Public: Voting: Issues
Single Candidacy   (+1, -4)  [vote for, against]
Stand once, stand well

Any one person may only stand for public office once in their lifetime. At the next election, or subsequent elections, they are no longer eligible to stand.
-- pocmloc, Nov 23 2014

This is called term limit (mind you, a very restrictive variant) and it is well baked, unfortunately.
-- tatterdemalion, Nov 23 2014

Quite different from term limit, I think.

I remember one guy here in my state who ran for a seat in the state legislature, and lost, in every election for almost 40 years. I think that "past results are not indicative of future performance" thing you see in financial prospectuses was ripped off from one of his campaign slogans.

It would have been nice if someone had told him, "The people have spoken. Again."
-- lurch, Nov 23 2014

Yes a term limit merely limits the number of times one may hold office.
-- pocmloc, Nov 23 2014

Your idea is a term limit that limits the number of times one may hold office to once, ever. Same concept.

Term limits are terrible ideas and should be removed where they exist. If you don't want someone to hold an office, don't vote for that person.
-- tatterdemalion, Nov 23 2014

No, it limits the number of times you can stand. If you stand, and don't get elected, that's it. One chance.

Voting and elections are not democratic, they are oligarchic. But if we must have elections, at least lets try to rein in the oligarchy.
-- pocmloc, Nov 23 2014

// If you stand, and don't get elected, that's it. One chance.

That's not clear in the post, fyi. Maybe "stand" meaning run for office is a UK thing?

Why shouldn't a person be permitted to run, and win (or lose), as many times as the electorate wants?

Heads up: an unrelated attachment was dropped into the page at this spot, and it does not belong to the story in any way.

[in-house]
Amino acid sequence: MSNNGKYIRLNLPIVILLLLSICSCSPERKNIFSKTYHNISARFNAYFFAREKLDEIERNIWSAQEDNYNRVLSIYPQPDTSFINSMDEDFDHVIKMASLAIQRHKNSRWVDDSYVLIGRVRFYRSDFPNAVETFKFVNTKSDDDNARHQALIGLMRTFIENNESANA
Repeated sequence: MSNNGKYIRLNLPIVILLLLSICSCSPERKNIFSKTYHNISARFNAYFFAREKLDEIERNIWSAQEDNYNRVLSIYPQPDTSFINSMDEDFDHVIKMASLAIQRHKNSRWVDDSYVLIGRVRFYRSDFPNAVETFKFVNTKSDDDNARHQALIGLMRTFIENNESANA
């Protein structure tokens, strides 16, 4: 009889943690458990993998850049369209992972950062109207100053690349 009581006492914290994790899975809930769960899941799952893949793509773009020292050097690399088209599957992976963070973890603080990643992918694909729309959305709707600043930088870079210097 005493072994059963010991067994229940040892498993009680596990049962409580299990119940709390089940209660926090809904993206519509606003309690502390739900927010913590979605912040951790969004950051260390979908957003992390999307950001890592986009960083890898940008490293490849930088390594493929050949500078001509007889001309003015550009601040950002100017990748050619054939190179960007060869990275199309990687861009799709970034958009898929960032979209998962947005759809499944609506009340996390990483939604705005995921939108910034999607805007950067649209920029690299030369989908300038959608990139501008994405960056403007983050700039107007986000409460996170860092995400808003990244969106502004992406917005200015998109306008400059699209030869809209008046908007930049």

I've never heard a good argument for any sort of term limit, and this takes an already terrible idea to an absurd extreme.

You'd have many elections with absolute shit candidates who are running only because no one else is. The people who are any good and you might actually vote for are all waiting to run for something they really want and think they can win, since they only get one shot at it.

Be careful what you wish for.
-- tatterdemalion, Nov 23 2014

Can I be a lying-down candidate? Running sounds like too much work.
-- sninctown, Nov 23 2014

In its favour, it would tend to fragment the existing political class, by making a political career a contradiction in terms.

On the other hand, it might tend to increase the role of back-room experts (spin-doctors, lobbyists, etc.), because they would be the only ones with practical experience of how the system worked.
-- pertinax, Nov 24 2014

I'd just like to have some competent people in charge of government. The same as I'd like for my attorney to be when defending me.

Maybe instead of voting for candidates, we should treat them as they are, ie. being hired to do an advocacy job. Give them in-depth interviews.

Or maybe that's what politics is, simply an interview that just never ends.
-- RayfordSteele, Nov 24 2014

The bureaucrats just out wait anyone who tries to control them. Basically this is carte blanche for the Civil Service to do whatever they want.
-- popbottle, Nov 25 2014

A former senior bureaucrat I know says that bureaucrats could, in fact, be brought under proper control by politicians - were it not that all the politicians were so narcissistic.

Maybe, therefore, part of the solution would be, not really short careers in politics, but really inconspicuous ones. Maybe people standing for office should be made to enter a kind of purdah, where their words and deeds would be available for public scrutiny, but their faces would not be allowed on TV - ever - until they'd retired. Social media would also have to be covered by this ban. Poliburkas all round.

Well, either that, or a random ballot, as for jury service.
-- pertinax, Nov 27 2014

So all politicians wear a V mask 24/7? You should post that as a new idea.
-- pocmloc, Nov 27 2014

random, halfbakery